news

News

» Home » News » news » You cannot take a shower in thunderstorm weather ?

You cannot take a shower in thunderstorm weather ?

Date:2023-07-17        Clicks:742

   

  As the sky grows gloomier and the trees start to tremble, thunder can be heard in the distance. That should alert you to the possibility of impending danger. It's probably less than 10 miles away from you. 

  Don't disregard that sound since lightning can strike where there is thunder and bring harm or death in unexpected ways. That applies even whether you are bathing, washing dishes, or taking a shower. 

  Since lightning can travel through plumbing, “it is best to avoid all water during a thunderstorm. Do not shower, bathe, wash dishes, or wash your hands,” the US Centers for Disease Control and Prevention noted.

  "Plastic pipes may pose a lower risk of lightning damage to plumbing systems than metal pipes do. To lessen your risk of being struck by lightning, it is recommended to stay away from plumbing and running water during a thunderstorm, the CDC advised.

  There are other risks to consider when you're inside. The agency advised people to avoid going near windows and doors, stay away from patios and balconies, and "NOT lie down on concrete floors or lean against concrete walls."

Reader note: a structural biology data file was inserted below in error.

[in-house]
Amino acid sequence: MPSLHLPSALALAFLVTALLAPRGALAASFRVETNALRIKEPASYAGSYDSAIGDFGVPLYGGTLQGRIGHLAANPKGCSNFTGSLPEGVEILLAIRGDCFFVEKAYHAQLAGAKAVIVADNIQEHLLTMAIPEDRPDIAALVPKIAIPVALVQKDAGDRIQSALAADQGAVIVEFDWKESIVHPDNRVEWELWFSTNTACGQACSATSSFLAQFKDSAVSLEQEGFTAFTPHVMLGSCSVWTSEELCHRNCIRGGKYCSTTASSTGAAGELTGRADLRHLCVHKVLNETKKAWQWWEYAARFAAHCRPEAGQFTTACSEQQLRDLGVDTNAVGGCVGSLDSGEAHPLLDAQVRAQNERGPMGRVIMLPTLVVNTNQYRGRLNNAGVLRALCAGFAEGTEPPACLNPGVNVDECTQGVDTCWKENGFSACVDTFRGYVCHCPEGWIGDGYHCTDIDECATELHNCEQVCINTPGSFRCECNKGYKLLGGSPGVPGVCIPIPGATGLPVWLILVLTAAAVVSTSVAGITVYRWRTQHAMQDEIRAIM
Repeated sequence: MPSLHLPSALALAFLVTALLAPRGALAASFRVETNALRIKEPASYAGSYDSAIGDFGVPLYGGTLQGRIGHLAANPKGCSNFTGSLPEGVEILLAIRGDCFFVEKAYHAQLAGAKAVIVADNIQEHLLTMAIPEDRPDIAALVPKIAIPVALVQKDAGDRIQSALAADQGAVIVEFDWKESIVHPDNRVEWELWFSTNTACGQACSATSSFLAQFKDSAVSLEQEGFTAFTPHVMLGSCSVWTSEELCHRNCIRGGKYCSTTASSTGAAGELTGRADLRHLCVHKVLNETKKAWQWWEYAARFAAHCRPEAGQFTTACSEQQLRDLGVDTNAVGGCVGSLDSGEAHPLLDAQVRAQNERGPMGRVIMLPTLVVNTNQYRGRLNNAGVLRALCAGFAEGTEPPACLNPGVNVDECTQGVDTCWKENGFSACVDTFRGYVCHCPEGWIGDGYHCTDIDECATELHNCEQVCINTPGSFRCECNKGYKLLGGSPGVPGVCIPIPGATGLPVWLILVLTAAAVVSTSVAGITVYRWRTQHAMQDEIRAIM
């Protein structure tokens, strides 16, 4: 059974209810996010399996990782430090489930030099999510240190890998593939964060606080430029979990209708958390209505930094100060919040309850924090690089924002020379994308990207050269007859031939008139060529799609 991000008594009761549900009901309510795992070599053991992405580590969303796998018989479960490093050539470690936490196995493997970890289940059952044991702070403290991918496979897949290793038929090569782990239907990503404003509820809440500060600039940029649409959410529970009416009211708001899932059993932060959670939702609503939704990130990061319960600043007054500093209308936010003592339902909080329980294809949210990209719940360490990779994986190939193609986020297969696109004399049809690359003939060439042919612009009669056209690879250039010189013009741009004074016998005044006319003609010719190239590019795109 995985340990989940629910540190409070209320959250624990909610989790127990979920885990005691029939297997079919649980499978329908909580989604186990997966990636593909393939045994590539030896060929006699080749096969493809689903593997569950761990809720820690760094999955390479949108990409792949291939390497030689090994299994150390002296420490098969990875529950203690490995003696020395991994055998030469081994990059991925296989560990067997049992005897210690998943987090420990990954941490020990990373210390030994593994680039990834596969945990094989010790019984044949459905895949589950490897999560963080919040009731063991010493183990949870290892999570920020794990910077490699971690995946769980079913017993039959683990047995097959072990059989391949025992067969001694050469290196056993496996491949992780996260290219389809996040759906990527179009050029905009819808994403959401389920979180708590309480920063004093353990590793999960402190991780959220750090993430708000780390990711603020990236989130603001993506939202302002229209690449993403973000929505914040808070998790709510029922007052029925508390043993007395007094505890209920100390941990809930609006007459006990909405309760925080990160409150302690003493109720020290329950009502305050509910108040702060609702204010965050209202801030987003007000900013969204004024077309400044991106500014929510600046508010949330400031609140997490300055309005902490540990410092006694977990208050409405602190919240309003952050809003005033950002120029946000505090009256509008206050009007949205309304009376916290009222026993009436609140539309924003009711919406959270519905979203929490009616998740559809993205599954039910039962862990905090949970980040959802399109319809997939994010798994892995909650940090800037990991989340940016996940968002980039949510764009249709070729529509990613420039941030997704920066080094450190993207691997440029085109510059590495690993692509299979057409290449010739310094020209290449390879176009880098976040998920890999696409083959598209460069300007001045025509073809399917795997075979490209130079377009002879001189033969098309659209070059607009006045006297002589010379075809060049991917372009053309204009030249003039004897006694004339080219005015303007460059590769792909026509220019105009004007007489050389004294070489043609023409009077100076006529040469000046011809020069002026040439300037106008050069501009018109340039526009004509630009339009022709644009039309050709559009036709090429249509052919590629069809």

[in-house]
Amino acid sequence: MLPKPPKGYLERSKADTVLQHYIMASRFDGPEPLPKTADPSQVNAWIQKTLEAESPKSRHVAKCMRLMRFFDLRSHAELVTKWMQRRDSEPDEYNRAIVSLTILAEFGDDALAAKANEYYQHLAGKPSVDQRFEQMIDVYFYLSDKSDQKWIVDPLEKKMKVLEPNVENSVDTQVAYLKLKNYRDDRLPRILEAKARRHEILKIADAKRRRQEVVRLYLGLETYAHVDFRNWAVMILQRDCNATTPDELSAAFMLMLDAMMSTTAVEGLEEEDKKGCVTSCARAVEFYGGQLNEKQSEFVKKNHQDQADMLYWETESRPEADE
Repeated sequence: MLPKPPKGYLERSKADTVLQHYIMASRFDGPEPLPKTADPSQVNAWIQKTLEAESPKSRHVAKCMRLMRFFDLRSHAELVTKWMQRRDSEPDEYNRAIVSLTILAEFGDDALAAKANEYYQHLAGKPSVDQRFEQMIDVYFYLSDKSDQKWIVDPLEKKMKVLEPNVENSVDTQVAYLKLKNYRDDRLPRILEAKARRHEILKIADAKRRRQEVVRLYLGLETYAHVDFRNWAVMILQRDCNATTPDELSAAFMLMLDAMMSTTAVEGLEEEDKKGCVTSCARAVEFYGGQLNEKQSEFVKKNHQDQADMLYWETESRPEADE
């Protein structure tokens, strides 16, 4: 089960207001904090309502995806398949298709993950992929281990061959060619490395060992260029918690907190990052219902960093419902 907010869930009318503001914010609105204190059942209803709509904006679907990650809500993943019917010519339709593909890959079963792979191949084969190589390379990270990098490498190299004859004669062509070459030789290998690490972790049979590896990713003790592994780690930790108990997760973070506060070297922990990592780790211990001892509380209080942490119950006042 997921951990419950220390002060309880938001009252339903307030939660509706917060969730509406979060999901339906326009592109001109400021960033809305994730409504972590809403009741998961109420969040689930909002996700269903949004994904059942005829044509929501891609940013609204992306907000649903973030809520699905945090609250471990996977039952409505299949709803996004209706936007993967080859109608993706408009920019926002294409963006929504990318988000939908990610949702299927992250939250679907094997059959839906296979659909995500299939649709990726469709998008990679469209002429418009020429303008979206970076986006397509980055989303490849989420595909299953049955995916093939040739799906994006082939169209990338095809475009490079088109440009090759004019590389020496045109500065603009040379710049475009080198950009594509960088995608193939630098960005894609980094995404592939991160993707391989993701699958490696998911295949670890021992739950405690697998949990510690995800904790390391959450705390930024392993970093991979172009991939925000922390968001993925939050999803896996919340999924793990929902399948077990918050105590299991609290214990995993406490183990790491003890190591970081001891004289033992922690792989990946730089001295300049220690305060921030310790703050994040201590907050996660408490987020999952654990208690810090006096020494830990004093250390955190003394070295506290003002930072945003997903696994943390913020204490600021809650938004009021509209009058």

Also, do “NOT use anything connected to an electrical outlet, such as computers or other electronic equipment,” the CDC said. “Stay off corded phones. Cell phones and cordless phones are safe … if they are not connected to an outlet through a charger.” 

  There are numerous ways that lightning can cause death. According to the CDC, a direct impact is most frequently fatal, although touching a car or other metal object that has been struck by lightning can result in injuries such blunt trauma, burns, skin lesions, and eye, brain, muscle, and eye injuries. The current may also pass through the ground, recirculate after hitting a person or something, or even stream up from nearby objects. 

   If you are caught outside, do “NOT lie on the ground. Lightning causes electric currents along the top of the ground that can be deadly more than 100 feet away. Get inside a safe location; no place outside is safe,” the CDC said. 

 

 

The key words of this article: